Hi everyone, I’ve been busy filing taxes, so apologies for the lateness and ineloquence of this post (Also, I’m not sure why it won’t let me put captions under the image, but it’s an image of the ground with several rolled up dollar bills popping up out of it).
Last week, six influential philanthropic leaders released this joint statement about protecting pluralism and diverse perspectives in philanthropy. This letter has generated a lot of strong feelings among my colleagues. As half of these six co-authors are leaders I know and respect, I am offering my thoughts here, in line with the third principle proposed in the article, which is “When we challenge another’s views or activities, we focus on substantive arguments and invite response.” Thank you for creating this opportunity for dialog, and for accepting my perspective in the constructive spirit in which it is offered.
This letter is the philanthropic equivalent of “all lives matter.” In this case, its premise is that all philanthropy is equally valid and good: “philanthropy provides the greatest value when donors enable and encourage pluralism by supporting and investing in a wide and diverse range of values, missions, and interests.”
The problem is that philanthropy is not some sort of sport or brand of ice cream, where it doesn’t matter if you root for the Patriots or the Seahawks, or if you choose mint chocolate chip or rocky road. Philanthropy’s actions often mean life or death.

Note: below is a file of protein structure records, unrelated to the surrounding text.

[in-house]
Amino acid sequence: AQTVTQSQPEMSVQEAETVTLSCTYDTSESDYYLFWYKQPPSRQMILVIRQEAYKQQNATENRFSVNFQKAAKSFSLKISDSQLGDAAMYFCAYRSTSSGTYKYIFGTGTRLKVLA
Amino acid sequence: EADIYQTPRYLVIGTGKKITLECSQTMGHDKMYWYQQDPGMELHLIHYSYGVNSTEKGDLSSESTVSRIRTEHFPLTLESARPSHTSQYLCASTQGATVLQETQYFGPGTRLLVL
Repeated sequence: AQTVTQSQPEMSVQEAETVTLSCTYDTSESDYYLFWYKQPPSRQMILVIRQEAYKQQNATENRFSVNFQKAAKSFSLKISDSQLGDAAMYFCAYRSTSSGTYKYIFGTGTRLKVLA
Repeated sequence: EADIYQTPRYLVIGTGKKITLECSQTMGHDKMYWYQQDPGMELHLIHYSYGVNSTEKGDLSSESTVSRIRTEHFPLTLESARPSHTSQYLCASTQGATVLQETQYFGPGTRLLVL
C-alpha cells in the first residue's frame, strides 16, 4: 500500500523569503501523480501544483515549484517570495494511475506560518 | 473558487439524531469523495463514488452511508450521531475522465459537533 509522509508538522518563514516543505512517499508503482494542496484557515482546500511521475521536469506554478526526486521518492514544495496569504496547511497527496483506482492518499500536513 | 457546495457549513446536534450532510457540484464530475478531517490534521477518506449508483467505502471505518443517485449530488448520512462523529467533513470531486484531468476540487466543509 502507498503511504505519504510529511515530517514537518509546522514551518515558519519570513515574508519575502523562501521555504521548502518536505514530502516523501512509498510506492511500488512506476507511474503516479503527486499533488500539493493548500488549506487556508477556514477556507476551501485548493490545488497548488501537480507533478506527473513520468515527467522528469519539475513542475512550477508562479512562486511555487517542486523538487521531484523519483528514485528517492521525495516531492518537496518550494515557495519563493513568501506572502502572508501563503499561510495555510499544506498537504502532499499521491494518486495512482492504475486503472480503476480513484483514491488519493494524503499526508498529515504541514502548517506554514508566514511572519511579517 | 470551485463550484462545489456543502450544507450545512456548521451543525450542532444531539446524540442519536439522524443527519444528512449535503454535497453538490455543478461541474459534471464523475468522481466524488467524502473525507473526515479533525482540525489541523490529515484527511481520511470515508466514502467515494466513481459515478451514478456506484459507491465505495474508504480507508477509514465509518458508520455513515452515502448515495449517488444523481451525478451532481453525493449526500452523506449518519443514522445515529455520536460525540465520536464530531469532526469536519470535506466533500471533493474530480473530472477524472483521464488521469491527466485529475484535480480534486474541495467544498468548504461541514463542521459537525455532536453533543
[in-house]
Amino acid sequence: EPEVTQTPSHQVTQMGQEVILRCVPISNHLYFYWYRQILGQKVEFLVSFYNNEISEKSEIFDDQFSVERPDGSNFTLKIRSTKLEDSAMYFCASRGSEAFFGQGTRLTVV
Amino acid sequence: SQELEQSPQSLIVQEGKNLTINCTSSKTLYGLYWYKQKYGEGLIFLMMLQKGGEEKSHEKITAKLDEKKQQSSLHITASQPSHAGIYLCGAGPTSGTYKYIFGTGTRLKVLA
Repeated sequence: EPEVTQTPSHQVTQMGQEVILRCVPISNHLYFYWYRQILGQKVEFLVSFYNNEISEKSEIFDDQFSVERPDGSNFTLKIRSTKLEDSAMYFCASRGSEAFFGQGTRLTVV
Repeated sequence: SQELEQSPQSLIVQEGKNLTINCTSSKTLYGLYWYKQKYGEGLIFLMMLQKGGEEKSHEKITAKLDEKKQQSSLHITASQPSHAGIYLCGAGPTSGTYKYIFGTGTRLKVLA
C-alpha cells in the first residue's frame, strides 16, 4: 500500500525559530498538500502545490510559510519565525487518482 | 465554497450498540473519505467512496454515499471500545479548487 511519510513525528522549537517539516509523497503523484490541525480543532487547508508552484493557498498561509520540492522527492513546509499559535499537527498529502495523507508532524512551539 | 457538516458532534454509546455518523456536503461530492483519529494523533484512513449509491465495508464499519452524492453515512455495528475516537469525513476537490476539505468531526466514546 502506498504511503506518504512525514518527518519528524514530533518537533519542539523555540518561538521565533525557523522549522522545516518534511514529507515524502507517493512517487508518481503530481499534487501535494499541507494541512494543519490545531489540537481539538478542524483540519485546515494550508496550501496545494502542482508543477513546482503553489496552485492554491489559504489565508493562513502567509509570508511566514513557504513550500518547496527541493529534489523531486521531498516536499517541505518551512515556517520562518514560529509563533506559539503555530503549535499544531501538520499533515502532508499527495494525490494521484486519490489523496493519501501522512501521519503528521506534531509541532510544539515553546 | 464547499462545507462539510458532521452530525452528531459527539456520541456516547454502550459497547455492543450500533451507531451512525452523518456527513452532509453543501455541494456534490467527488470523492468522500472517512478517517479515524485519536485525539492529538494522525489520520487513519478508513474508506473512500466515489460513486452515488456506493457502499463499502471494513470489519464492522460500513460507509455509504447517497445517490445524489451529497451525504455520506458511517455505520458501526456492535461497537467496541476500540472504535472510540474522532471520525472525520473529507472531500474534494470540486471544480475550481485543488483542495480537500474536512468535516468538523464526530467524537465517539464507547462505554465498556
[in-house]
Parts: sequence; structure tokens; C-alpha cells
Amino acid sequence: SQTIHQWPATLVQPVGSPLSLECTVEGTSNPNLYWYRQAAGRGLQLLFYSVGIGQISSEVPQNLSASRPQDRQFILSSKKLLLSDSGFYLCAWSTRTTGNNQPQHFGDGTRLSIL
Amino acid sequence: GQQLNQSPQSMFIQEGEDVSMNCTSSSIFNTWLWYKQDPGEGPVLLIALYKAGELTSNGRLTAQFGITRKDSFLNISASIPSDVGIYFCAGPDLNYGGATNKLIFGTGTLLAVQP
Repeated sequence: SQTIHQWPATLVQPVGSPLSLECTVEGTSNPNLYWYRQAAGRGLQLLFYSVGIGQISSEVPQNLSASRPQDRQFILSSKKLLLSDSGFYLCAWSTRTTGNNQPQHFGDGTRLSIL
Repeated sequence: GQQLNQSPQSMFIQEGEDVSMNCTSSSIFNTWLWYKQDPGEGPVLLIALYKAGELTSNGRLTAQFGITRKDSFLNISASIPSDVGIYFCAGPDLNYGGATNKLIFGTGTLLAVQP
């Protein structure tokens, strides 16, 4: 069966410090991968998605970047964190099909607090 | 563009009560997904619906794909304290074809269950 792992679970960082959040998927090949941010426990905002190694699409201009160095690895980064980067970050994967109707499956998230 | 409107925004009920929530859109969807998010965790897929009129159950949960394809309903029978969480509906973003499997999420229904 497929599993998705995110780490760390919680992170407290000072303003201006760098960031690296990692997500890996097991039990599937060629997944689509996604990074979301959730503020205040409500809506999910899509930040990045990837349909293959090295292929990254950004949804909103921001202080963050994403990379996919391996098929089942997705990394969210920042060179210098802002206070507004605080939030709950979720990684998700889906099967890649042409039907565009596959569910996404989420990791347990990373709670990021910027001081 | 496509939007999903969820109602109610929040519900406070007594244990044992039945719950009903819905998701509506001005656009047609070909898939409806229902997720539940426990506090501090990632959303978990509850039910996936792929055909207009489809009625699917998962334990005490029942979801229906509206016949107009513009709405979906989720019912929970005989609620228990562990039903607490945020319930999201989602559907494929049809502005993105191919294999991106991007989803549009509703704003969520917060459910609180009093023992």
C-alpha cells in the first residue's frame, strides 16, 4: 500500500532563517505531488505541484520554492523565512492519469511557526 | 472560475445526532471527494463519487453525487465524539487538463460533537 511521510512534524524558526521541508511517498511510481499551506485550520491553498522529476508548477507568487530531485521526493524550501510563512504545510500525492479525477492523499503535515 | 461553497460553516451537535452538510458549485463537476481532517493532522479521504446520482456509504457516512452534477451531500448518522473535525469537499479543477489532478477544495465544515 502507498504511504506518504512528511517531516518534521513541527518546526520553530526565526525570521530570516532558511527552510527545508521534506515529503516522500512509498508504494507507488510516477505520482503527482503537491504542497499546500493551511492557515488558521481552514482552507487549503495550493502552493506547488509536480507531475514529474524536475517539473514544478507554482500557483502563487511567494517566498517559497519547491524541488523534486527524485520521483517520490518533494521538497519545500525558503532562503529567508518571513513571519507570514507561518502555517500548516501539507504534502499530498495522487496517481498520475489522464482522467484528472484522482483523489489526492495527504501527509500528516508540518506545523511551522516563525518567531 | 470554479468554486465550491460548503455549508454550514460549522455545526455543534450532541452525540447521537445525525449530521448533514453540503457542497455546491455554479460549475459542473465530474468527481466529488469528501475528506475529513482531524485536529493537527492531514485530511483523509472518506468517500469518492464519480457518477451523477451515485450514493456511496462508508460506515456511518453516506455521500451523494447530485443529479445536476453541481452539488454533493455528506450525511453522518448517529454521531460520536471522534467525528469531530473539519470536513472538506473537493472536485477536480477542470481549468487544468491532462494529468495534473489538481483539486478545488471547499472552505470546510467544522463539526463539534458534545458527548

So no, not all philanthropy is good. There are donors and foundations that fund anti-trans hate groups, ones that back white supremacist movements, ones that support efforts to suppress votes, and ones that work to ban abortions and cause pain and death to millions of people. These donors and foundations cannot and should never be equally respected as donors and funders who are working to advance trans people’s rights and humanity, protect voting rights and access, fight white supremacy, and restore the rights to abortions.
To insist that all philanthropic values, missions, and activities are equally valid is at best naïve and at worst harmful to people and communities.
To support its erroneous premise, the article glosses over history, if not downright distorts it. “The history of philanthropy is a history of using private capital to supplement, not replace other approaches to investing in and supporting a prosperous and just society.”
Philanthropy’s roots are stained with inequity and injustice. So much wealth in this country has been built on a legacy of slavery, stolen Indigenous land, worker exploitation, environmental degradation, and tax avoidance. It is a history of white people and white-led corporations creating the very injustices that they then get lauded for giving fractions of the wealth they hoarded to solve.
And yes, it is a history of using private capital to replace other approaches to investing in and supporting a prosperous and just society. It is a history of wealthy people refusing to pay their fair of taxes and instead squirreling that money away into family foundations (and now also Donor-Advised Funds) to spend on their pet projects at their whims and leisure.
The authors assert that “philanthropy as a whole makes its greatest contribution to democracy when all foundations and donors engage in the unfettered pursuit of their own mission, interests, and prerogatives.”